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International Satellite Land Surface Climatology Project

Project Description
The purpose of the International Satellite Land-Surface Climatology Project (ISLSCP) is to use the relationship that exists between current satellite measurements at the earth's surface, related particularly to vegetation cover, and to establish a 20-year homogeneous data set of quantities that characterize the state of the surface. Such a data set is required to increase our understanding of the interactions linking land-surface properties and the earth's climate.

The idea of the ISLSC Project has two roots in the World Climate Programme. First, the use of time series of satellite data to monitor seasonal and long-term variations in land use and vegetation cover, in order to assess quantitatively the changes in the structure of the surface which occur either by man's action or as an impact of climate variability. Second the inference from satellite imagery of quantities needed either to improve upon the parameterization of land-surface/atmosphere interactions in climate models, or to generate input parameters for climate models.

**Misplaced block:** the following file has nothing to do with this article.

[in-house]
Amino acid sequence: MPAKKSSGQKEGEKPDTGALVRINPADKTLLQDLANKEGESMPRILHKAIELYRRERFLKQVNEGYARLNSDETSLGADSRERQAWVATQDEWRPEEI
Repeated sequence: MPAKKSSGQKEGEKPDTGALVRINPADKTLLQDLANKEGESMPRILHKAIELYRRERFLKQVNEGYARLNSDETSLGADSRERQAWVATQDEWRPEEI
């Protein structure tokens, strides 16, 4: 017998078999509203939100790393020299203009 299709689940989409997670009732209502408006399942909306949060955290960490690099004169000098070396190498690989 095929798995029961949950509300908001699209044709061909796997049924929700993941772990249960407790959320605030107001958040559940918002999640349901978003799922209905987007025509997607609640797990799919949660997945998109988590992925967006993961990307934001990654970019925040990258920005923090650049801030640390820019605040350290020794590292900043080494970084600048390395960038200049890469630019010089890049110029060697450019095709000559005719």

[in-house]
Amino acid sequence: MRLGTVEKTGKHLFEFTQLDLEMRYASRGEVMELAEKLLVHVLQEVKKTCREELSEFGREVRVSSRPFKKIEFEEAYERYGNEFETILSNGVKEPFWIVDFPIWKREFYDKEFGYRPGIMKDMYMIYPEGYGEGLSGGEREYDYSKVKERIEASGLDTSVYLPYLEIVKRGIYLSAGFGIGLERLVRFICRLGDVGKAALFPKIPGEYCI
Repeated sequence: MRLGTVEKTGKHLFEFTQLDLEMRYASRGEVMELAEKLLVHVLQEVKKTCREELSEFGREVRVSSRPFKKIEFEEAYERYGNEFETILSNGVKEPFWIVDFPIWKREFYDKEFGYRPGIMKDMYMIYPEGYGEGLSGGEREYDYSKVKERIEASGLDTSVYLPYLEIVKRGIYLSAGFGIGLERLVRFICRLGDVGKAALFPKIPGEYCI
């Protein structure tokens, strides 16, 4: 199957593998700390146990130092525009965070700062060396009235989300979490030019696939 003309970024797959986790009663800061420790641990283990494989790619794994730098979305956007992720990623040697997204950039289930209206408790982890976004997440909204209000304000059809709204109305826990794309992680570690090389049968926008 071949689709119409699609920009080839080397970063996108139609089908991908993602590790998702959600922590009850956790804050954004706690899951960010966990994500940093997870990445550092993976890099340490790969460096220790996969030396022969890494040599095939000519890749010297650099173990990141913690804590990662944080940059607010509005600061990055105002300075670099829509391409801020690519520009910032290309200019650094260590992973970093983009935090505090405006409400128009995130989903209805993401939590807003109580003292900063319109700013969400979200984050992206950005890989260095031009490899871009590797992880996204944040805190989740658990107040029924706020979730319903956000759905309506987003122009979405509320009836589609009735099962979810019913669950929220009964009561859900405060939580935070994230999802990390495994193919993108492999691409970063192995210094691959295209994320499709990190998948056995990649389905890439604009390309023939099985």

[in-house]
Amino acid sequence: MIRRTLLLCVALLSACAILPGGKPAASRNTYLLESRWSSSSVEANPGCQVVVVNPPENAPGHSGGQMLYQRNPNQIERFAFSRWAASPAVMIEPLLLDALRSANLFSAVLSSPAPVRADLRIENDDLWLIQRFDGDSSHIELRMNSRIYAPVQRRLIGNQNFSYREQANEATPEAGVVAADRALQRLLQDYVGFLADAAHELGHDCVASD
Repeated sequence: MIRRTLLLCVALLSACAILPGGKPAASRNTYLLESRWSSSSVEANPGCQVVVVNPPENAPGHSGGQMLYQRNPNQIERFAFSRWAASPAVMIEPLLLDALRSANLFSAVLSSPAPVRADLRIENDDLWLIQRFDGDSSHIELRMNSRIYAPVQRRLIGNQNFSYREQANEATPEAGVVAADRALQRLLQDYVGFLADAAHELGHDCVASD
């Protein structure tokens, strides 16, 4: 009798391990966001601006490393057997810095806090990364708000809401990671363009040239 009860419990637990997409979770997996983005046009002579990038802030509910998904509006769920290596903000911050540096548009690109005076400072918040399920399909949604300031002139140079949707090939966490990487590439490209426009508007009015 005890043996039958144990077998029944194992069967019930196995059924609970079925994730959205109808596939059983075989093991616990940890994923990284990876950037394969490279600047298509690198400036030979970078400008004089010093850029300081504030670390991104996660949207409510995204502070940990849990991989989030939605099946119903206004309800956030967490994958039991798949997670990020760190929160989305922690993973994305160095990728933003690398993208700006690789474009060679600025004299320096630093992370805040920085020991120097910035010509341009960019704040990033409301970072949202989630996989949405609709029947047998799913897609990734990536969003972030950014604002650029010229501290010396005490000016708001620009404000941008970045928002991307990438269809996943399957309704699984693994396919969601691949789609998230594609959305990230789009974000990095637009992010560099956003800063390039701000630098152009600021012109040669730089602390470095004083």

The ISLSC Project involves a series of sub-projects which concentrate on specific geographic locations. The first effort (Inter-Disciplinary Studies-Land Surface Climatology Project: IDS-LSCP) was designed to correlate historic satellite data with current satellite data and ground truth experiments in order to detect any long-term change in the land surface resulting from climate or human activities. The area of interest was in the southwest United States and in the Sonoran Desert of northern Mexico.

The second effort involved a field experiment (First ISLSCP FIELD EXPERIMENT: FIFE), which was designed to correlate existing satellite data and ground truth data in an effort to detect climate-related fluctuations or man-induced changes on the land surface. The FIFE site was located on the Konza Prairie in northeast Kansas. Another field experiment (Boral Ecosystem Atmosphere Study: BOREAS), using the same approach as in FIFE, is planned for two sites in the northern sections of the Canadian Provinces of Saskatchewan and Manitoba.

Data from the FIFE was originally archived with the NASA Pilot Land Data System (PLDS). In 1994, the FIFE data was transferred to the Earth Observing System Data Information System (EOSDIS) Distributed Active Archive Center (DAAC) at Oak Ridge National Laboratory (ORNL). Data from the BOREAS will also be archived at ORNL DAAC as will other data from ISLSCP.
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